Interview: Lancelot on analogue synths & lessons from the road

June 2nd 2015


Lance Gurisik, the young classically-trained Sydney producer and DJ known more widely as Lancelot, is making serious strides in the house scene in Europe.

Now based in London, Lancelot is back in Australia on tour, playing in Wollongong on Friday then at the Civic Underground on Sunday (details below). To warm up, he’s stopping by the undr CTRL Residency on FBi Click for an exclusive mix this Wednesday – so we thought we’d catch up on his overseas experiences, new influences and what it’s like producing with analogue synthesisers.


RH: What or who are your main inspirations when it comes to production?

LG: I’m a really big fan of classic sounding records and production. Take say a Nile Rodgers/Chic record (primarily his drum production/mix) to a Chez Damier house record etc. Musical parts that sound like they were (or are) playable by a human and a subtle approach to post production. So, nothing super hyped and stereo imaged, not too many obvious whooshes/sweeps and a big fan of saturated analog drums.

My musical inspirations spread from post romantic/20th century composers like Debussy & Stravinsky, lecturers from uni like Michael Smetanin, Jazz to Detroit/Chicago House and Techno to the Presets to the modern UK guys like Midland and Floating Points. It’s constantly growing as I find more and more amazing music.

When and why did you start producing with analogue synths and how approachable was it?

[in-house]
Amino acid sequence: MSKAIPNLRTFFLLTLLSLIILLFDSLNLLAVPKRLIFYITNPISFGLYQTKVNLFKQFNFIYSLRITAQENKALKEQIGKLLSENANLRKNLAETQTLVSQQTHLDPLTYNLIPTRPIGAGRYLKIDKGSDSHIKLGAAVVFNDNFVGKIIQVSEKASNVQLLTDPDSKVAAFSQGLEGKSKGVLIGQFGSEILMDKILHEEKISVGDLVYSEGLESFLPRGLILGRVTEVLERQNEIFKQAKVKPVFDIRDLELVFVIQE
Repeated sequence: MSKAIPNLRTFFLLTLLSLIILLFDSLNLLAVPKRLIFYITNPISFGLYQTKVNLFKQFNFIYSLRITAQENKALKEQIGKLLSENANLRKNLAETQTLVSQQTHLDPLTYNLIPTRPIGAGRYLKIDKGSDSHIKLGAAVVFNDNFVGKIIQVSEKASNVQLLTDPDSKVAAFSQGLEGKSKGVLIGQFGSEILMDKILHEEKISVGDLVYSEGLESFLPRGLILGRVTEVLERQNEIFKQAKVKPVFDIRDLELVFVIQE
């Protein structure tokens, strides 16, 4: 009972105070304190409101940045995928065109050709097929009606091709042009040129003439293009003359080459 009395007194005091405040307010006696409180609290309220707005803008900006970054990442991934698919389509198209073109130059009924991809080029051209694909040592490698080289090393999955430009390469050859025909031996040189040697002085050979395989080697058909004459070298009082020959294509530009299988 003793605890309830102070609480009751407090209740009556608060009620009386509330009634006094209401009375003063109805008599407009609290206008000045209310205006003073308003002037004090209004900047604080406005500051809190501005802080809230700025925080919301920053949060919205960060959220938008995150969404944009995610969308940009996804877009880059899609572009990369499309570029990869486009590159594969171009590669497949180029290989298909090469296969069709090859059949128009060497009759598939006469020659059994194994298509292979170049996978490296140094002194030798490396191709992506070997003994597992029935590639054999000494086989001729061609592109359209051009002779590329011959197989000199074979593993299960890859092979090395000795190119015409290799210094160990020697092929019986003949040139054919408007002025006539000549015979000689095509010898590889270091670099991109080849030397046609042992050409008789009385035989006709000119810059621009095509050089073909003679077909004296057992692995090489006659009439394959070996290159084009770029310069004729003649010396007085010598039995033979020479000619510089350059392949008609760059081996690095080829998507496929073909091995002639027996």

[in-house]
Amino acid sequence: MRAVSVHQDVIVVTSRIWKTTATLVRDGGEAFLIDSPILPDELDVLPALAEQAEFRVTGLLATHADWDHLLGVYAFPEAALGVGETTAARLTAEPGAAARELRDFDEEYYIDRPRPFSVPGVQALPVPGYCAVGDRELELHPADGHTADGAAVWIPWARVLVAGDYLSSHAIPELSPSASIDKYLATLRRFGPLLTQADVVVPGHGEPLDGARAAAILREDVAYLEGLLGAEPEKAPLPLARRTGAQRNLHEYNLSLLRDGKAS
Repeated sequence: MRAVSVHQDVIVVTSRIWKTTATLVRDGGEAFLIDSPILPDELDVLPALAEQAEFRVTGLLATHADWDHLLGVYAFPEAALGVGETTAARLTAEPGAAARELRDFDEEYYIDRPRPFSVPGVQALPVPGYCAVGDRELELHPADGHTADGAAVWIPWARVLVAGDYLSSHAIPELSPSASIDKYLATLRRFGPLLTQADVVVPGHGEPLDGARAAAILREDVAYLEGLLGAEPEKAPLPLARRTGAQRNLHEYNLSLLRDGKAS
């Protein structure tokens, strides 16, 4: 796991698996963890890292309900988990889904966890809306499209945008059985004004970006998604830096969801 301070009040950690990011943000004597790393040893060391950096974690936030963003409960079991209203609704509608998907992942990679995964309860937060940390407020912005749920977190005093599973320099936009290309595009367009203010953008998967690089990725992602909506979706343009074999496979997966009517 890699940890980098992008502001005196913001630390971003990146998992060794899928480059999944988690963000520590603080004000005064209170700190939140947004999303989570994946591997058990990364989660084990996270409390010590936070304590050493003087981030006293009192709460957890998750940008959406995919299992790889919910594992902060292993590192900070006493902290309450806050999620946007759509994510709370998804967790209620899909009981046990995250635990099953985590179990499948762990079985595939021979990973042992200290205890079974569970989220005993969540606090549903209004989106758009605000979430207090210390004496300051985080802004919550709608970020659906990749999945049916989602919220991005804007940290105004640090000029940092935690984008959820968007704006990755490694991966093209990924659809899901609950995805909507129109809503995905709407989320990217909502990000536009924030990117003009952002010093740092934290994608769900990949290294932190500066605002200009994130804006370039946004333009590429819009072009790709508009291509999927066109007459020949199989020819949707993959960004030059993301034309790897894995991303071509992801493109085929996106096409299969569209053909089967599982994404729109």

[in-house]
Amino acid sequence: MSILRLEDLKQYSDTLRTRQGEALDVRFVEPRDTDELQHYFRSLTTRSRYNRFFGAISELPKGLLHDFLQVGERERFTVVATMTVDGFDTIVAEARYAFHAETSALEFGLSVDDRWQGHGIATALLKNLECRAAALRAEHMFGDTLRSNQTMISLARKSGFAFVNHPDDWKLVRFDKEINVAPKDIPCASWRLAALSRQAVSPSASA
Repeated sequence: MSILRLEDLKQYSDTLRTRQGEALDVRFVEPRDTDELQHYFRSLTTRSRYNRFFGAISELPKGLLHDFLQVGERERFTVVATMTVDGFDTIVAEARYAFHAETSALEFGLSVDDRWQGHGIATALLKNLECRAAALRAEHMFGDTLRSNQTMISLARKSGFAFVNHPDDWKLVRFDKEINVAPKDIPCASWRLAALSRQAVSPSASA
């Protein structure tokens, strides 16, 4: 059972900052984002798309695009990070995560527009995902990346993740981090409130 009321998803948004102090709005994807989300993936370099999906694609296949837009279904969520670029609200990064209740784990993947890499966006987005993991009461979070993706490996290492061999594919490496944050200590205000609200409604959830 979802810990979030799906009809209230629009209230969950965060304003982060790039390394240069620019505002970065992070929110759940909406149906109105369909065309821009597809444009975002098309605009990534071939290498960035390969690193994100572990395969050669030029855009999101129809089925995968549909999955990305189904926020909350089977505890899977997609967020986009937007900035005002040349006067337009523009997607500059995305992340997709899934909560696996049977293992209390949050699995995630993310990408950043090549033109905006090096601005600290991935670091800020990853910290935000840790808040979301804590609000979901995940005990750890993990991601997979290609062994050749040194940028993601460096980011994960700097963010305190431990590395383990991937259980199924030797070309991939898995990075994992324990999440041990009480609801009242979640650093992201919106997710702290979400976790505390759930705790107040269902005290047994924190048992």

The first synth I bought was a Korg r3. It was a crappy digital synth, I got bored of it reeeally quickly. It had a tiny screen and you had to go through menu after menu to change everything. It made the creative process very slow. Having something tangible in front of you like say the Moog Voyager firstly made the writing process FAR more fun, secondly it is the best way to learn the ins and outs of synthesis. The path flow of the oscillators into the envelopes then into the filters etc. Thirdly it just sounds far better. Analog synthesis is far more approachable in my opinion.

Would you consider performing with modular synths?

I don’t have the money to properly start the modular synthesis voyage… I’ll be one of those 40+ year old dudes with a lounge room full of modular gear though I bet…

Where did you go on tour, and how has the experience of touring overseas affected your approach to production and live performance?

I’ve done a fair few runs through the states and also through Europe and the UK. Playing and going to gigs in UK/EU has really inspired me to focus a lot more on the groove and rhythmic side of my music. Also to structure my music in ways that work for a dancefloor, ie no 2 min breakdowns without drums.

How would you describe the differences in performing in Australia and overseas?

My sets are a little more playful in Aus. I tend to play a little tougher overseas. Potentially because I am playing bigger sized rooms over there.

You’re based in London now. How would you describe the difference between the scene here and over there? What do you miss about Sydney, if anything?

The scene there is obviously much bigger (more people) and the competition is much greater. It is ingrained in their culture and the general awareness/appreciation for house and techno music is much higher, even for people who don’t choose to listen to it as their preferred style of music.



WHAT: UNDR ctrl presents Lancelot & His Round Table Knights Australian tour
WHO: Lancelot, LCAW (DE), Softwar, Slow Blow, Mantra Collective
WHERE: Civic Underground, 388 Pitt St, Sydney CBD
WHEN: Sunday 7 June (Queen’s bday long weekend) 10pm-4am
HOW MUCH: $22.60 here




Listen: Lancelot on UNDR ctrl’s FBi Click Residency

Watch: Flume ‘Some Minds’ feat. Andrew Wyatt & Sydney Opera House


Read more from Rob Hansen